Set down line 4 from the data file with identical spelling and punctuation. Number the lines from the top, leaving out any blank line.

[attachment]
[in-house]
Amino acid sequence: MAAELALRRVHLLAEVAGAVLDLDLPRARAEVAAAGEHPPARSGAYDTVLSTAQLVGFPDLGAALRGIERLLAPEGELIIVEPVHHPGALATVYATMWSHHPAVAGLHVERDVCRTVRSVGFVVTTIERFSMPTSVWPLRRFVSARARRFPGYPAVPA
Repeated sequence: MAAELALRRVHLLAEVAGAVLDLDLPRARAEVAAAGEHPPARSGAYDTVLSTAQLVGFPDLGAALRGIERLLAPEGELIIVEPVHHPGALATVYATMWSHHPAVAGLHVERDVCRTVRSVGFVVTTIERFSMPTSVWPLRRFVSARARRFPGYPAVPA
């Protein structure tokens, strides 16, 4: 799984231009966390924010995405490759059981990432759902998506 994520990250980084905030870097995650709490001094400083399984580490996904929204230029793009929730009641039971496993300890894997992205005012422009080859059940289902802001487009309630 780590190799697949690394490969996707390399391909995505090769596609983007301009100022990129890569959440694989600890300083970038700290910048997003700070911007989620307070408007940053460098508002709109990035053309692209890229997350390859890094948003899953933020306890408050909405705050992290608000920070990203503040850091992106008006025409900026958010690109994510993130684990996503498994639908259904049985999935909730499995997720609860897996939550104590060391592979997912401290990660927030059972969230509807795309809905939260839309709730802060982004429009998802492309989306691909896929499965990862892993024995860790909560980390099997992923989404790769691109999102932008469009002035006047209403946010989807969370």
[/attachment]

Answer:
């Protein structure tokens, strides 16, 4: 799984231009966390924010995405490759059981990432759902998506 994520990250980084905030870097995650709490001094400083399984580490996904929204230029793009929730009641039971496993300890894997992205005012422009080859059940289902802001487009309630 780590190799697949690394490969996707390399391909995505090769596609983007301009100022990129890569959440694989600890300083970038700290910048997003700070911007989620307070408007940053460098508002709109990035053309692209890229997350390859890094948003899953933020306890408050909405705050992290608000920070990203503040850091992106008006025409900026958010690109994510993130684990996503498994639908259904049985999935909730499995997720609860897996939550104590060391592979997912401290990660927030059972969230509807795309809905939260839309709730802060982004429009998802492309989306691909896929499965990862892993024995860790909560980390099997992923989404790769691109999102932008469009002035006047209403946010989807969370």